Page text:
For Mitchell, 36, of Columbia, who attended Barclay in the 1980s, the gala held special meaning as well.
"This is a community I grew up in and spent a lot of time in and still feel; very connected to," said Mitchell, who played in the community space as a child. On June 18, her own children were running around in the open space during the gala.
"It's great to see my kids play in the same place I did," said Mitchell, director of the Maryland Out of School Time Network, which promotes funding for after-school activities for children statewide.
Her mom, Robinson, who wore 1960s garb, including a tie-dye shirt and a headband, has lived in Abell since 1969 and is something of a community historian. She can tell you that:
• Abell was named for the founder of the Baltimore Sun, A.S Abell, who lived in nearby Guilford;
• that the first homes were built in 1911, on Abell Avenue;
• that in 1913, a man infamously murdered his sister-in-law as his wife and young son watched;
• that Baltimore's first Gay Pride parade was held on 31st Street;
• that a journal of women's liberation was published "up the street" in 1969, a time when Abell was home to many antiwar protesters and liberals, including Robinson.
But the neighborhood hasn't changed that much, said 71-year resident Bob Richmond, 80, who remembers when the street lamps were gas, the trees were sycamores and streetcars ran on 31st Street.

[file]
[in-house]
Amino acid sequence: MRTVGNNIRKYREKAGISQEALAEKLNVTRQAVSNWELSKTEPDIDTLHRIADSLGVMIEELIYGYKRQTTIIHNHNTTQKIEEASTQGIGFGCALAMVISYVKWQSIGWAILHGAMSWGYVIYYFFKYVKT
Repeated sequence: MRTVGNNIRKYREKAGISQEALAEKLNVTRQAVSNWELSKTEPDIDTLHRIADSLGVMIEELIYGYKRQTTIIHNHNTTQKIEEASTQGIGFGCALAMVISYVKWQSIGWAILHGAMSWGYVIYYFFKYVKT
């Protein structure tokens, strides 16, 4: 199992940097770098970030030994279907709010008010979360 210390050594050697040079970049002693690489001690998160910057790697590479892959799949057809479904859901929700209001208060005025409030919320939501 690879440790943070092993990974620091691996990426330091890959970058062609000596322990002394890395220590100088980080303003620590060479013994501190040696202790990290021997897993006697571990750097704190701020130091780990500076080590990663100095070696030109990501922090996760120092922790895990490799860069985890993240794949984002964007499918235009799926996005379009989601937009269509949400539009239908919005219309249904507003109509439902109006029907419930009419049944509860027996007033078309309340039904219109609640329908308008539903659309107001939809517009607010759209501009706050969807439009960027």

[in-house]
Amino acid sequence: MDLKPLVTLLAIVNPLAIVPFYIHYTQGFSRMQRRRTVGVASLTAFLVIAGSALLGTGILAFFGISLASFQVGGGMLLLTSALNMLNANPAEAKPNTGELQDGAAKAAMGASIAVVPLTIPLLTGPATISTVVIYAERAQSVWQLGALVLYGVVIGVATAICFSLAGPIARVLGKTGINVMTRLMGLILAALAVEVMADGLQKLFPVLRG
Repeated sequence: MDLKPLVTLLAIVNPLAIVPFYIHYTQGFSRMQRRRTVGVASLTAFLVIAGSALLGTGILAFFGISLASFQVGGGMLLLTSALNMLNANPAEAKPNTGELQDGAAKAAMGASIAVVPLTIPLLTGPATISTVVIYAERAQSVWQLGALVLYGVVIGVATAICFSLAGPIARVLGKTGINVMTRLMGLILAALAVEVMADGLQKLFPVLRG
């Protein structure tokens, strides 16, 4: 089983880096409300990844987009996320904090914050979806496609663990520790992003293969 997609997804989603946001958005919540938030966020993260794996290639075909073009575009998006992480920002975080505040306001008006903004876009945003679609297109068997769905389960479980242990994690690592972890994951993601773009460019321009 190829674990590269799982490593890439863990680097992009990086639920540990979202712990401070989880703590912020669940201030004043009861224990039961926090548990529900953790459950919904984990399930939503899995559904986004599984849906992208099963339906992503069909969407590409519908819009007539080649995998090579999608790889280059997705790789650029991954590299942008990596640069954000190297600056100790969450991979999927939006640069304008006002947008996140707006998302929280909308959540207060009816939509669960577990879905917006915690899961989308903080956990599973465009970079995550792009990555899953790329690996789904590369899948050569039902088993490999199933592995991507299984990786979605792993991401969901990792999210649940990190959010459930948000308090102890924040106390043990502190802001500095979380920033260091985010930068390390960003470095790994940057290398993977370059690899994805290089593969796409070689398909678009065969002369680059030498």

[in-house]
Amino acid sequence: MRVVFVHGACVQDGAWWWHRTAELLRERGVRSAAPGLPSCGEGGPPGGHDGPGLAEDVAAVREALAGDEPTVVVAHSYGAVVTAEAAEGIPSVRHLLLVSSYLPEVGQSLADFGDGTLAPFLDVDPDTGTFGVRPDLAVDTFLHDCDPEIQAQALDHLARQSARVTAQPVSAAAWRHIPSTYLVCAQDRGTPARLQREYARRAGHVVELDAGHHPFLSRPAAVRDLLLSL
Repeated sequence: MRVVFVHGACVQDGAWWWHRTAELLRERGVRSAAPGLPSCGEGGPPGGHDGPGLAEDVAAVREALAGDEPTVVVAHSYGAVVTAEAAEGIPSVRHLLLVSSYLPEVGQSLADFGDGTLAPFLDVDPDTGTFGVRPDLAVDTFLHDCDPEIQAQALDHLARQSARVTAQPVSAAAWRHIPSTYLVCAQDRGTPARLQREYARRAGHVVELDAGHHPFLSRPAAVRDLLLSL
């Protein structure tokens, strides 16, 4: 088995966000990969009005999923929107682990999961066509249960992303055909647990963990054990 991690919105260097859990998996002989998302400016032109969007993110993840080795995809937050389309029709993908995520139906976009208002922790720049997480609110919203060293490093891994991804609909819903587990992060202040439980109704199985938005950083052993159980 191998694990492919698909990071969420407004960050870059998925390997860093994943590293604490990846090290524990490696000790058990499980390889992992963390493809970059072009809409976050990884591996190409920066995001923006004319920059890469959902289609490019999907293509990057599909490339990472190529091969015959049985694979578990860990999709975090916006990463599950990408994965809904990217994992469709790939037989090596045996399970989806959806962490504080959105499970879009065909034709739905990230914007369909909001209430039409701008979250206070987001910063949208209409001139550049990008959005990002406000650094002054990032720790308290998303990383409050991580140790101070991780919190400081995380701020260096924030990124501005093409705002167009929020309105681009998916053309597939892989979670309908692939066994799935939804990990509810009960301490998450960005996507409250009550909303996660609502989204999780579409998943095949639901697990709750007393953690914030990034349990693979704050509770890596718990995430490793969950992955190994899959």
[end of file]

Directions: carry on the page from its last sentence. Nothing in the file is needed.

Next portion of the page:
Today, residents extol the virtues of a diversified neighborhood with families, artists, young professionals, retirees and Johns Hopkins University students.
"We have a lot of small children, which is nice," said Friedrun Sullivan, 72, a retired language professor atAnne Arundel Community College.
The gala meant different things to different people.
"One hundred years — who cares? But it's just an opportunity (for the residents) to get together," Sullivan said.
"And it means you don't have to write off neighborhoods," said 17-year resident Jennifer D'Urso, who called herself "a newcomer" to Abell. "It's as vibrant as it was in 1911," said D'Urso, who works for Hopkins Press.
Sullivan said there was only one thing missing from the celebration of Abell's centennial — a centenarian.
"We need a 100-year-old," she said.